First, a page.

Maize is a major cereal crop in Tanzania and it is grown in diverse agro-ecological zones. Like other sub-Saharan countries, postharvest losses of maize during storage in Tanzania remain significantly high, especially for smallholder farmers. Unpredictable weather and poor postharvest practice contribute to rapid deterioration of grain and mold contamination, and subsequent production of mycotoxins. The purpose of this study was to assess awareness and knowledge regarding mycotoxin contamination in maize grain in three agro-ecological zones (Eastern, Central, and Northern) of Tanzania between November 2015 and February 2016. A survey using questionnaires was administered to farmers, traders, and consumers of maize. A total of 90 people (30 from each zone) were surveyed with a response rate of was 96% (87/90). In addition, several samples of maize were collected and analyzed for aflatoxin, fumonisin, and zearalenone contamination to validate the awareness and knowledge of mycotoxin contamination of maize. The result shows a high level of postharvest losses of maize mainly through insect infestation. Moreover, over 80% of the farmers, traders, and consumers of maize were unaware of mycotoxins contamination. All maize samples collected contained detected levels of mycotoxins. The maximum concentration of aflatoxins, fumonisin, and zearalenone in maize samples was 19.20 ppb,, 7.60 ppm, and 189.90 ppb respectively. Education intervention is necessary to decrease the disconnect observed between actual mycotoxin contamination and the awareness and knowledge of farmers, traders, and consumers of maize in Tanzania. Enhancing awareness and knowledge provide the opportunity to educate on post-harvest practices that reduce postharvest losses and mycotoxin of maize in Tanzania.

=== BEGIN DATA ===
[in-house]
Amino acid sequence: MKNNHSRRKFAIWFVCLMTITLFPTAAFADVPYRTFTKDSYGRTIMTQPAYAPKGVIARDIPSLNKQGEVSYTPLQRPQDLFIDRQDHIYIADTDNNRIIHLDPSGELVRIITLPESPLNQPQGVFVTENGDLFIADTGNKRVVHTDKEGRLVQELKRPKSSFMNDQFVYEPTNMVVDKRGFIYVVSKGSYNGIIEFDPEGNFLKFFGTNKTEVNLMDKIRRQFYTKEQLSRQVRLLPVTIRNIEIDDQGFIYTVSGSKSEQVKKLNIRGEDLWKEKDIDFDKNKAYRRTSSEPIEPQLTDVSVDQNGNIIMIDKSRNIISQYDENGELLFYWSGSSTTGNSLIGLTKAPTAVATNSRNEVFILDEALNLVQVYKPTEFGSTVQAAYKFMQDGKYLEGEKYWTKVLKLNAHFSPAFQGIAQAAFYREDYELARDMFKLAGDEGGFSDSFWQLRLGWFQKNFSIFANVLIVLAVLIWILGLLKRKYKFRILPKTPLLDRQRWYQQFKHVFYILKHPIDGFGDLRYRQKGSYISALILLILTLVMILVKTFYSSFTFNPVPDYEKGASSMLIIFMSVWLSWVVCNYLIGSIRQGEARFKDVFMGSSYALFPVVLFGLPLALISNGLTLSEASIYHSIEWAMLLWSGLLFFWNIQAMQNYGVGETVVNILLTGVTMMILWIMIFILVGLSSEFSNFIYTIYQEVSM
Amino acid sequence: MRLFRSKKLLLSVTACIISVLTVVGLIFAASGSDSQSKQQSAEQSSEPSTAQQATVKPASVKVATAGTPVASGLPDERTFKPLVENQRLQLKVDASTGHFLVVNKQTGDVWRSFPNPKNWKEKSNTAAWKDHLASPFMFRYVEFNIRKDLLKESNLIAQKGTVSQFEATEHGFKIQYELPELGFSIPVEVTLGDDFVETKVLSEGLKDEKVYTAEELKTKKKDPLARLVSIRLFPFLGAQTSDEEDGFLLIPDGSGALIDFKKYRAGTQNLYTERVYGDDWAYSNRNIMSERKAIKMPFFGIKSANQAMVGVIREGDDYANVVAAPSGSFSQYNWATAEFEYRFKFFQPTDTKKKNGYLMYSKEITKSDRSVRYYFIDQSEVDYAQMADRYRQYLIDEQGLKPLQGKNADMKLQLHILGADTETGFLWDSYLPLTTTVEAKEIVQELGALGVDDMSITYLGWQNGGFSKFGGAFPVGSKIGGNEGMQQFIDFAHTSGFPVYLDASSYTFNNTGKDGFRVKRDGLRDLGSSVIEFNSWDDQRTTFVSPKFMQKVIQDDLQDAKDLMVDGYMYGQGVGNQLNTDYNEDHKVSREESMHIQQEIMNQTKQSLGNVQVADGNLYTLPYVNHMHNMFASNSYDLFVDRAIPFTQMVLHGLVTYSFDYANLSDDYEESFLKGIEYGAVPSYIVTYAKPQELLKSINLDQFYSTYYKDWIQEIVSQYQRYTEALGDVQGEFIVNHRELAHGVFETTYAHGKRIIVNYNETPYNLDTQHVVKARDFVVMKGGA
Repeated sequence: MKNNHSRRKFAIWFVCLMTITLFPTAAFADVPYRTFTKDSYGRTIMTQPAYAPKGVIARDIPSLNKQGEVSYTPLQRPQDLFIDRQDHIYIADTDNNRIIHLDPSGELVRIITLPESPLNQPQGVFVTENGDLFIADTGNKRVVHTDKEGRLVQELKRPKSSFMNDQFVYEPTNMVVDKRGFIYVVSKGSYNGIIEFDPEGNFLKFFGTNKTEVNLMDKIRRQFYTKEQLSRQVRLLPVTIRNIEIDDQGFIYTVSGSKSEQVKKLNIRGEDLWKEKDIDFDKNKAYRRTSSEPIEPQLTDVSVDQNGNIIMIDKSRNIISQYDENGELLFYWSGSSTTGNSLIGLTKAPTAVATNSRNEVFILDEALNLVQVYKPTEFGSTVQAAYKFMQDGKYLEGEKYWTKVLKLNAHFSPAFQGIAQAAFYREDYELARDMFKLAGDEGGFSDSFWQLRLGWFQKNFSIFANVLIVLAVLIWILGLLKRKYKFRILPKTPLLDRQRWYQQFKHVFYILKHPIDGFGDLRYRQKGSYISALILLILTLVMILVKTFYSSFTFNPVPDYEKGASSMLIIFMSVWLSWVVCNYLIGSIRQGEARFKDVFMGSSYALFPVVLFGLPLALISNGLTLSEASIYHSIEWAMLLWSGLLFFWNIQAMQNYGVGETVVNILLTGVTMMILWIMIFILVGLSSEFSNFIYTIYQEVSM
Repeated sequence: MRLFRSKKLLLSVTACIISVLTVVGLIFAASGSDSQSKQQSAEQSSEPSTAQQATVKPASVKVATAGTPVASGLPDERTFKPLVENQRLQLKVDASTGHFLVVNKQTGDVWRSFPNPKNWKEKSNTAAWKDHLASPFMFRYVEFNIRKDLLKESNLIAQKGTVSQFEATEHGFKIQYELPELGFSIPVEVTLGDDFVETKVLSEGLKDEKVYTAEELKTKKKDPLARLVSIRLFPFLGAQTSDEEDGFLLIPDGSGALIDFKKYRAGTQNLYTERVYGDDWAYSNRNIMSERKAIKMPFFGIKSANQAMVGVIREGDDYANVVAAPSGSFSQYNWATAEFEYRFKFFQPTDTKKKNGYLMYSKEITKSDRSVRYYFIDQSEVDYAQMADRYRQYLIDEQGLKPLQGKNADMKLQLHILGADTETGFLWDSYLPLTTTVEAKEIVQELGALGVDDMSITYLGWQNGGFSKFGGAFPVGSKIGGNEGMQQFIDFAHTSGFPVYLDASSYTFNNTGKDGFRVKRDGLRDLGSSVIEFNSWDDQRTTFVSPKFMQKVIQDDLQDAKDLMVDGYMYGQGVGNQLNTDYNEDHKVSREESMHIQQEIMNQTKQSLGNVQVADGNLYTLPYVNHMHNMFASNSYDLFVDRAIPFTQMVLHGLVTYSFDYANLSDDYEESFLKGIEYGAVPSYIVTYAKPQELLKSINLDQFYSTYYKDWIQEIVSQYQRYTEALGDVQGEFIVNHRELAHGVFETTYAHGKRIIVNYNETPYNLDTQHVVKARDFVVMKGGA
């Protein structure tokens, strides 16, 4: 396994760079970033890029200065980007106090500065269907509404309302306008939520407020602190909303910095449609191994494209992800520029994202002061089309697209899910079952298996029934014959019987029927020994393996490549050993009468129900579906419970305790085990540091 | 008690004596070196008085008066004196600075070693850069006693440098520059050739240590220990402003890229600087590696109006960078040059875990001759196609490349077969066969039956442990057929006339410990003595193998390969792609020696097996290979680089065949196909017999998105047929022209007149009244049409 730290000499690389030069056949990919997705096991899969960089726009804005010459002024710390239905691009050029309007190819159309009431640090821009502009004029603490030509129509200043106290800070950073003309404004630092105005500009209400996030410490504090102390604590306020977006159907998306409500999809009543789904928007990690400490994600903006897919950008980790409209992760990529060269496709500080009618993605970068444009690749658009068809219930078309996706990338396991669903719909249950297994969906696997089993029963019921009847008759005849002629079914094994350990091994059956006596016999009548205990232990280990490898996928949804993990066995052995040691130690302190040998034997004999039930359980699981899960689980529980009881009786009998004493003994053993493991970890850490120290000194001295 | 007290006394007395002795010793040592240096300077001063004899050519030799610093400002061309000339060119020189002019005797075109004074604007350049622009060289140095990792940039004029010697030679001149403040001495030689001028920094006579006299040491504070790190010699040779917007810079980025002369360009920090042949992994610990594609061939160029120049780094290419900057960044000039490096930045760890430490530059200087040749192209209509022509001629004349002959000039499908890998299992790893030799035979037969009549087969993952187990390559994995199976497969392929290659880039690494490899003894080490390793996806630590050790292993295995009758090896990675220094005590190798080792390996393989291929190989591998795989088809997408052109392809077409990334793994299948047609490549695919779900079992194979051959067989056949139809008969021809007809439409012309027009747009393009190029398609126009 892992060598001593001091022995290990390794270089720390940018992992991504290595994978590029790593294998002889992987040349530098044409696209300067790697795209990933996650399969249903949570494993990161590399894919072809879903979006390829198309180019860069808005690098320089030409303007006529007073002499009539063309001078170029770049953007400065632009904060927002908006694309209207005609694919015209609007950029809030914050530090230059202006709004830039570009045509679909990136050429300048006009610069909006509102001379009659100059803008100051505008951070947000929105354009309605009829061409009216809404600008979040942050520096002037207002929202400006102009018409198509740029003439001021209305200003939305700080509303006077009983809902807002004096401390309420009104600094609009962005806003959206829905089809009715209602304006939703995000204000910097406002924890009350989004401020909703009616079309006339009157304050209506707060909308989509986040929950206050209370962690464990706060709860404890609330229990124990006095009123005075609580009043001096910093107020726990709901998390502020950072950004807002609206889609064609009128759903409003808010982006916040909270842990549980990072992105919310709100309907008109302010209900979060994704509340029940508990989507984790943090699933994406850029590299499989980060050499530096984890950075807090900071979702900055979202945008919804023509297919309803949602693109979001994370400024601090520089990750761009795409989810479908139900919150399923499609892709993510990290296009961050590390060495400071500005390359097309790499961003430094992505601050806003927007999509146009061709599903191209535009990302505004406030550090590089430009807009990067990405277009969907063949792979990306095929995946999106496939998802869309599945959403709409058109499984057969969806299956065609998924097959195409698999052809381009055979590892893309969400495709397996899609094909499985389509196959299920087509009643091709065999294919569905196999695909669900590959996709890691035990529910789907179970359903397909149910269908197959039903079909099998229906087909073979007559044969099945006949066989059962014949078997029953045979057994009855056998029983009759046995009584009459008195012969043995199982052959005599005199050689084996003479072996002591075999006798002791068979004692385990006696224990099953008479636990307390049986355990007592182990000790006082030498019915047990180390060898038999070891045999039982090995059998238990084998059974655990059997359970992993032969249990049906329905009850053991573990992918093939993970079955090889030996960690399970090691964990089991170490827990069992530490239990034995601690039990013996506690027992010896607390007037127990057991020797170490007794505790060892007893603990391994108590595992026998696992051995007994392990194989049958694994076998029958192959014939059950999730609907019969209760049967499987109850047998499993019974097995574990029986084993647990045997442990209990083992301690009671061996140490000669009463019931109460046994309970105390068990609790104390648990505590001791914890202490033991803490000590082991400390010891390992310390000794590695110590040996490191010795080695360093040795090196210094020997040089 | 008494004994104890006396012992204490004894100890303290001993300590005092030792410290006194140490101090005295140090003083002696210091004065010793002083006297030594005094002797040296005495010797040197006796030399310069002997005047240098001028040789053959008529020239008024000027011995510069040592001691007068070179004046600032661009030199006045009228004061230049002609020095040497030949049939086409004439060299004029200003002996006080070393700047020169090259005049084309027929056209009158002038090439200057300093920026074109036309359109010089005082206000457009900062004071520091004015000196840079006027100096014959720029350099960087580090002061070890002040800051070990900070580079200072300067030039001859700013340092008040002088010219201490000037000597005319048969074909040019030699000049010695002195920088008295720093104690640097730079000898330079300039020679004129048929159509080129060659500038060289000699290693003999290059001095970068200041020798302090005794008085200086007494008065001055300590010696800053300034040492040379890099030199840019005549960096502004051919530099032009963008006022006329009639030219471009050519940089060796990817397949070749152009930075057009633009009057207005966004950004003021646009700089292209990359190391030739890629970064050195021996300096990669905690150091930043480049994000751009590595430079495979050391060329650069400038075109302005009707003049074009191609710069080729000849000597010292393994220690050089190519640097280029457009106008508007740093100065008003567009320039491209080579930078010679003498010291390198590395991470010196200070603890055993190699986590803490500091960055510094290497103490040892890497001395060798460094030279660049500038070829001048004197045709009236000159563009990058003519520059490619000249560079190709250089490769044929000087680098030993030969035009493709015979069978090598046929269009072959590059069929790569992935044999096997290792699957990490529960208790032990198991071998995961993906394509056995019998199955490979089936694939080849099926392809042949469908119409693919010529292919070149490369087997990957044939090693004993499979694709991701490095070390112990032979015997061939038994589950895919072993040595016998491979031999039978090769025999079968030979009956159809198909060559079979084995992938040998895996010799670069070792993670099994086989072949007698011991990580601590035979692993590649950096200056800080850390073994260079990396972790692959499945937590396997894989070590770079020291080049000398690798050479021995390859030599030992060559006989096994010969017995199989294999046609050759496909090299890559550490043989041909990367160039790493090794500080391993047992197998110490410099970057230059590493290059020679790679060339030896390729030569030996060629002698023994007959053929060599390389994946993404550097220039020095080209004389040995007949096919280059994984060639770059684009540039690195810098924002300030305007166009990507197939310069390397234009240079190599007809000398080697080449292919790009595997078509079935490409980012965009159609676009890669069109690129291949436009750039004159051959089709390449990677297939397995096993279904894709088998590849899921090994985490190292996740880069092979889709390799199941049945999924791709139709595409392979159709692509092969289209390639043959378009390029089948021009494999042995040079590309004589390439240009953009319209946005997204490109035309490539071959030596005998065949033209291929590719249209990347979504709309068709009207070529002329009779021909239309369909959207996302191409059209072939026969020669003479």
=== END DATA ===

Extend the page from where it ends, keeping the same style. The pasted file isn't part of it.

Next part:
Key words: Corn, postharvest, mycotoxins, Africa, Tanzania, food safety.
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